Putistin and Tyutchev would flee from the camp in September 1943 when the Germans left Kiev.[57] Tyutchev died in 1959, before the surviving Dynamo players became stars of Soviet propaganda. Putistin was not awarded any honour in 1966. According to his son, he did not want to repeat the propaganda version.[19]

Komarov, before World War II Dynamo’s penalty specialist, left Kiev with the Germans. It is not known whether he was forced to come with them as a forced labour slave or was a collaborator. In 1945 he found himself in occupied Western Germany and soon he emigrated to Canada.[58] His name was never mentioned in any Soviet publications.

Former Ukrainian policeman Timofeyev was convicted to five years in the Gulag for collaborating with the Germans. Gundarev, according to NKVD documents a "German agent“, was condemned to death, but later his punishment was changed to ten years in the Gulag. He was not allowed to return to Kiev; he had to stay in the Asian part of the Soviet Union. He became the director of the stadium in Karaganda in the Soviet Republic of Kazakhstan.[59] Both cases were never mentioned in Soviet publications.

Investigation in Germany[edit]

After the publication of a report in a German newspaper repeating the Soviet version [60] a case about the "Death Match" was opened by the prosecution office of Hamburg in July 1974.[61] As Soviet authorities did not collaborate on the case, it was closed in March 1976. In 2002 the Ukrainian authorities informed Hamburg about their new investigation.[62] So the case was reopened, but finally closed by the investigation commission in February 2005. The commission was not able to find any connections between the game and the execution of people who participated in it, nor any person responsible for the executions being still alive.[63] Radomski had been killed on 14 March 1945.[64]

Second life of the Soviet version[edit]

The publications in the Kiev press found a strong echo in Ukraine, but they were ignored by most authors in other countries.

John Huston's film (1981)[edit]

In 1981, Michael Caine and Sylvester Stallone starred in the film Escape to Victory, directed by John Huston, which told the story of a group of Allied POWs who are challenged to a match against the prison's guards. While the film's POWs are not Ukrainian but rather predominately Westerners, the story parallels are clear: they are threatened with death if they win, the playing ground is surrounded with Nazi guards and attack dogs, the referee ignores vicious and brutal fouls committed by the German team, yet the Allied prisoner team ignore the threat and draw the match, thus risking forfeiting their lives. (Huston's film has a deus ex machina ending which conflicts with the original Soviet story when the spectators storm the field at the match's end and the POWs escape in the resultant confusion, but as no event similar to this actually occurred in the West during World War II, it is generally assumed that this film was inspired by the legendary/propaganda version of the Death Match.)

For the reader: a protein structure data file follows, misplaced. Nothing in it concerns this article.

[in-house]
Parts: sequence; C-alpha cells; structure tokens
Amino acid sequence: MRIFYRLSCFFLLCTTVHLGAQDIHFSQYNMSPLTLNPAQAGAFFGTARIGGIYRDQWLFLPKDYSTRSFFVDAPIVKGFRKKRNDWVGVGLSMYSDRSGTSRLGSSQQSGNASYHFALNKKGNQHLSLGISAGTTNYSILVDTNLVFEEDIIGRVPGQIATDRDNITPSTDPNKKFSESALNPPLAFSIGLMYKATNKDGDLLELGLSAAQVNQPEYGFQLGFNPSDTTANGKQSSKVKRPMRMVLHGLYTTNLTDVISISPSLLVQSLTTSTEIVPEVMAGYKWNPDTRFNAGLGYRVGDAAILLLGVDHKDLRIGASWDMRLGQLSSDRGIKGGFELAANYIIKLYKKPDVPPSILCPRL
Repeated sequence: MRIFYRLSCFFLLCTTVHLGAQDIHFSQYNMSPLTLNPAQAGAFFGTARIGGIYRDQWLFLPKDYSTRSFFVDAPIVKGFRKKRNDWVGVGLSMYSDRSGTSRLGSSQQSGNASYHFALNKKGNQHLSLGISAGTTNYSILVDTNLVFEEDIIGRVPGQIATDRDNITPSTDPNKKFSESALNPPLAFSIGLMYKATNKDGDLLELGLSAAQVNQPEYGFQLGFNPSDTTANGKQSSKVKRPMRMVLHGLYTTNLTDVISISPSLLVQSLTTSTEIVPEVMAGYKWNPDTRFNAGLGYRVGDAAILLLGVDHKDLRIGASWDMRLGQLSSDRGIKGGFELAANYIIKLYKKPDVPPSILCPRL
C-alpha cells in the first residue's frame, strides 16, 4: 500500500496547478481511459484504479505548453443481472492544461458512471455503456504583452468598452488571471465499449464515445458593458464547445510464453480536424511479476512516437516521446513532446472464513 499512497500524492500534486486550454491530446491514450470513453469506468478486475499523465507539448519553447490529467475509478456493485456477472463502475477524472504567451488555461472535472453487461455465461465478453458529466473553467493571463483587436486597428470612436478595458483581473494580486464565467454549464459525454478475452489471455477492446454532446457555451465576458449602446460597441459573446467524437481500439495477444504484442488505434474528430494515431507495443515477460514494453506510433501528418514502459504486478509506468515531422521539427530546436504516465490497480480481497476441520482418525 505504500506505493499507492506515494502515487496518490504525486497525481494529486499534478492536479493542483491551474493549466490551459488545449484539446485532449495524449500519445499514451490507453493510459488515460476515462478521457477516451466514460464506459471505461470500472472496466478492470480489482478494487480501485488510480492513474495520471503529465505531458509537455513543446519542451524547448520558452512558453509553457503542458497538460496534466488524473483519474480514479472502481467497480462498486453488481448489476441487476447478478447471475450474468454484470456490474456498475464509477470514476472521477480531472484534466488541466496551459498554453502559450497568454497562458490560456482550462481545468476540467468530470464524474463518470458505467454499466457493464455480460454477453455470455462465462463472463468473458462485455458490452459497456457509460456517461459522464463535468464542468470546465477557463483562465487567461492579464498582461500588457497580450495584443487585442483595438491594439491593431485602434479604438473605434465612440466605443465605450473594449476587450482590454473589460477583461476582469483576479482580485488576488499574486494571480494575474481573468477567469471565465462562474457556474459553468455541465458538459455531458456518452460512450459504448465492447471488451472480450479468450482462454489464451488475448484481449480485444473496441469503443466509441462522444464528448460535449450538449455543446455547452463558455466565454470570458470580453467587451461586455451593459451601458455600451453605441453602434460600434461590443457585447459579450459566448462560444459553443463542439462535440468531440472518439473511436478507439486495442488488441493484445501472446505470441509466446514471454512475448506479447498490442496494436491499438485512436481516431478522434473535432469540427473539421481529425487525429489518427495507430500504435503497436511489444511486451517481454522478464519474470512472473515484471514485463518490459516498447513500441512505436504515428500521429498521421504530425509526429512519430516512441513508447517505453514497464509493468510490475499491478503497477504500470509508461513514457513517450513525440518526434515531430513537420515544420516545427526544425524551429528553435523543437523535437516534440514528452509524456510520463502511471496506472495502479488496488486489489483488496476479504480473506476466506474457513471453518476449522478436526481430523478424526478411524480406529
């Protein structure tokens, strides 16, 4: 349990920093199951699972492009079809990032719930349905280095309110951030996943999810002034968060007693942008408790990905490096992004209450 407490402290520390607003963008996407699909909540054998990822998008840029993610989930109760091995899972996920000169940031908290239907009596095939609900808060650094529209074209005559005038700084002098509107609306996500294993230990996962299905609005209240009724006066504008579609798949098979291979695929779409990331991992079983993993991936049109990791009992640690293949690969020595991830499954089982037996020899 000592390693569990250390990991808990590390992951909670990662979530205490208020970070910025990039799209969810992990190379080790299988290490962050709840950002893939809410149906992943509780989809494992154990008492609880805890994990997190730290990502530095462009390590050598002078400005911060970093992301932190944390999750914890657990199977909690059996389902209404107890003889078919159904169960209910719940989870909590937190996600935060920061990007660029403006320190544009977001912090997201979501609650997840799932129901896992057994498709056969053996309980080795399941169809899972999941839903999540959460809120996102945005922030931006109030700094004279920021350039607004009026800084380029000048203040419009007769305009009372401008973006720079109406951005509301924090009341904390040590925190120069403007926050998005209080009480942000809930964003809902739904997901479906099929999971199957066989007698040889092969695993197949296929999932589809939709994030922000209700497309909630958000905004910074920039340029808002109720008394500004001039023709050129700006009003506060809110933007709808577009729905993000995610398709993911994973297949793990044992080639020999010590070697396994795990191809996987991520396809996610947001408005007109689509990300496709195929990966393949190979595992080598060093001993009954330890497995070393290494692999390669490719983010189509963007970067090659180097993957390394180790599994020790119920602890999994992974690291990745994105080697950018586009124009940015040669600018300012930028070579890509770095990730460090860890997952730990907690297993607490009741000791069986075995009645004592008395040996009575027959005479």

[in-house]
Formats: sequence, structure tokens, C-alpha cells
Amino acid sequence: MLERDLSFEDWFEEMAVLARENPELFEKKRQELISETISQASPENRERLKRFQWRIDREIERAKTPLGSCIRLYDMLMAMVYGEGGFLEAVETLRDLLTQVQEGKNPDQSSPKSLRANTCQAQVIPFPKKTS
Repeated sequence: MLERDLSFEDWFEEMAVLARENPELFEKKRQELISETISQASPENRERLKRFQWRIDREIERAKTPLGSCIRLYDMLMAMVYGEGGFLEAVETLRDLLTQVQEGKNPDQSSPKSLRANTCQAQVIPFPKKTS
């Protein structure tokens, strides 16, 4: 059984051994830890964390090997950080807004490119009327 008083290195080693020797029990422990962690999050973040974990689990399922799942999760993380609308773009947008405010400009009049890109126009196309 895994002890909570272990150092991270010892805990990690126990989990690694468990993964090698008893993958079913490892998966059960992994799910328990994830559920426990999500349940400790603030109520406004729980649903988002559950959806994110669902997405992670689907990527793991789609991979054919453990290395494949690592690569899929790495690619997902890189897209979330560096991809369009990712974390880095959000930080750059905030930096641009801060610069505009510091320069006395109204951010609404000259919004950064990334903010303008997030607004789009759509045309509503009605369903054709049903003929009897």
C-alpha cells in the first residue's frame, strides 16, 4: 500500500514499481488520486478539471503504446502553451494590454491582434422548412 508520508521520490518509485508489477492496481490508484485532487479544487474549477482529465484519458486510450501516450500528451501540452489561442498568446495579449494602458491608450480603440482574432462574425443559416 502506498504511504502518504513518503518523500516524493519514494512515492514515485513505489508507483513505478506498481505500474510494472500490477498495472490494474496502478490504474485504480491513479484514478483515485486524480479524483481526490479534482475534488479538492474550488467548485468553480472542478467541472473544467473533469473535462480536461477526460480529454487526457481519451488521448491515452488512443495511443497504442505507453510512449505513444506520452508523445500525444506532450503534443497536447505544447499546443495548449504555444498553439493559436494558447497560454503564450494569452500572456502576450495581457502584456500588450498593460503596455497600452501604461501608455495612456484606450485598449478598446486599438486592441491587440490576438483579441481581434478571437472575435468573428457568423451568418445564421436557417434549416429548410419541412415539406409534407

Andy Dougan’s book (2001)[edit]

In the Anglo-American media the publication of a book by the Scottish journalist Andy Dougan [65] inspired many articles.[66] Dougan specialises in publications about Hollywood and has written books about George Clooney, Robert De Niro and Robin Williams. On the front page of his Dynamo book he exposes his thesis: "If ever soccer was a matter of life and death, then it was here."

Without giving any concrete sources, Dougan`s "docufiction" invents dialogue and repeats the Soviet version of an SS-officer threatening the Start players (p. 178). According to him the players were arrested because of their victories against Flakelf. He describes many details which Ukrainian historians revealed as false before the publication of his book but common to the Soviet propaganda versions of the story, e.g. the red jerseys as symbol of the players' communist spirit (p. 137), the SS officer demanding the Nazi salute from the Start players (p. 164), and the heavy armed German soldiers surrounding the playground with German shepherd attack dogs (p. 177-178), also Trusevich praising the Soviet regime before his execution (p. 210).

Dougan gives citations from Honcharenko’s interview reproaching the Soviet version; in his bibliography he notes also Kuzmin’s first articles,[67] but ignores completely their conclusions. For the year 2013 the press announced a British film based on Dougan’s book. Scottish actor Gerard Butler was announced to play in it.[68]

Andrey Malyukov’s film (2012)[edit]

The film Match (2012) by the Russian director Andrey Malyukov also ignores the reports of Ukrainian witnesses and scholars and repeats the Soviet propaganda version. In the film Russian communists are fighting against the German occupiers. All the collaborateurs speak Ukrainian. Malyukov became popular as a director of a nationalistic-patriotic TV series about Russian troops in the Caucasus and in Afghanistan.[69] Ukrainian authorities blocked the release of the film for several months because according to them the film gives a wrong picture of history.[70]